Lynne Doyle currently teaches at the University of Houston. Her book, Living Gloves, was published by Dutton as part of the National Poetry Series, and she has two poems forthcoming in the anthology, Under 35: The New Generation of American Poets (Anchor/Doubleday).
Carl Dennis has published five collections of poetry, the most recent being The Outskirts of Troy, published by Morrow in 1988. He teaches at the State University of New York at Buffalo and in the Warren Wilson MFA Program in Writing outside Asheville, North Carolina.
Roger Fanning has an M.F.A. degree from Warren Wilson College and now lives on Whidbey Island near Seattle, Washington.
A previous VQR contributor, Robert Hill Long, has put together a manuscript of prose poems, parts of which have appeared in Poetry East, Kenyan Review, Massachusetts Review, Montana Review, and now VQR.
Richard Dankleff “was in the merchant marine in the days before supertankers and container ships.” He is the author of two collections of poems, Popcorn Girl (1979), and Westerns (1984), both published by Oregon State University Press.
Alan Williamson’s second collection of poetry, The Muse of Distance, was published by Knopf last year. He is a member of the English faculty at the University of California, Davis.
Ken Kuhlken lives near San Diego, California with his children. He writes fiction and reviews. He work has been honored by an NEA Fellowship and other awards. He has published a novel and many short stories in Esquire, VQR, and other journals, most recently in MSS and Puerto Del Sol.
A native of New York City, Piri Halasz, grew up in Manhattan and received her B.A. degree from Barnard College in 1956. Upon graduation, she went to work for Time magazine as a researcher and became a writer there in 1963. In 1966, she wrote Time’s popular story on “Swinging London” and, as a byproduct of that, was also asked to write A Swinger’s Guide to London, which was published by Coward-McCann in 1967. After leaving Time, she took an M.A. degree (in 1976) and a Ph.D. degree (in 1982) in art history from Columbia University.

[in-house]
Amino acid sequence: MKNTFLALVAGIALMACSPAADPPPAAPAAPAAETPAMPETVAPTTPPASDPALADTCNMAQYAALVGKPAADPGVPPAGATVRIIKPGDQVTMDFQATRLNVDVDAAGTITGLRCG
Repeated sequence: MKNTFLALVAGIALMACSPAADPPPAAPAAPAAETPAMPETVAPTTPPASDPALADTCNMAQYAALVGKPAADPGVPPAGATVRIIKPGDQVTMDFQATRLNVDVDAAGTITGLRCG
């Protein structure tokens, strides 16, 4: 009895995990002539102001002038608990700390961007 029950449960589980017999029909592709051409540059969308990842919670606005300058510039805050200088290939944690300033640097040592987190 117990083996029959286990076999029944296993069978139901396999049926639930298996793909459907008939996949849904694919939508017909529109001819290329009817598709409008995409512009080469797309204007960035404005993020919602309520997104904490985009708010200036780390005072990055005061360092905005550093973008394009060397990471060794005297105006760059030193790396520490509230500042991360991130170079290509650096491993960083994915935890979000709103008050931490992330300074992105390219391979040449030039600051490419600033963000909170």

Maxine Rodburg received her M.F.A. degree from the University of Michigan, where she won four first-place Hopwood Awards. She now teaches writing at Harvard University. “Shelter” is her first published story.
Paul Nagel is the author of Descent from Glory: Four Generations of the John Adams Family (1983), a book which was a major selection of the Book-of-the-Month Club. A former Director of the Virginia Historical Society, he recently completed a biography of the Lee family which Oxford is scheduled to publish later this year.
Sanford Pinsker is a prolific contributor of essays and book reviews to this journal and others. His latest VQR review examines the role of social critics in the 20th century. A professor of English at Franklin and Marshall College, Mr. Pinsker is now working on a study of New York intellectual, Irving Howe.
Alfred Konefsky is a professor of law at the State University of New York at Buffalo. He was editor of volumes one and two of The Legal Papers of Daniel Webster.
An authority on Italian art, Paul Barolsky, is chairman of the McIntire Department of Art at the University of Virginia. He is the author of Walter Pater’s Renaissance and Infinite Jest: Wit and Humor in Italian Renaissance Art.
Woodford McClellan is the author of A History of the Soviet Union, a textbook published in 1986 by Prentis Hall. That same year, his Russian wife, Irina McClellan, was permitted to leave the Soviet Union after being prevented by Soviet authorities from joining her husband whom she married in 1974. Mrs. McClellan recounted her experiences in Of Love and Russia, a book published by Norton last year. Mr. McClellan is a professor of history at the University of Virginia.
Robert Mason is Editor Emeritus of the Norfolk Virginian—Pilot, a native North Carolinian, and a consummate newspaperman. He grew up in Mebane, North Carolina, where he got his first exposure to the battling Binghams, subject of his essay/ review.
A National Journal of Literature and Discussion published since 1925 in January, April, July, and October. Individual subscriptions $15.00 one year, $22.00 two years, $30.00 three years; Institutions $22.00 one year, $30.00 two years, $50.00 three years. Outside U.S. (individual and institution) add $3.00 per year. Single copies $5.00 each. Title page and annual index available in November.
Manuscripts must be accompanied by postage for return and addressed to The Editor. The magazine does not assume responsibility for the views expressed by contributors of articles.
All letters relative to advertising and other business matters should be addressed to The Business Manager.
EDITORIAL OFFICES: ONE WEST RANGE, CHARLOTTESVILLE, VIRGINIA 22903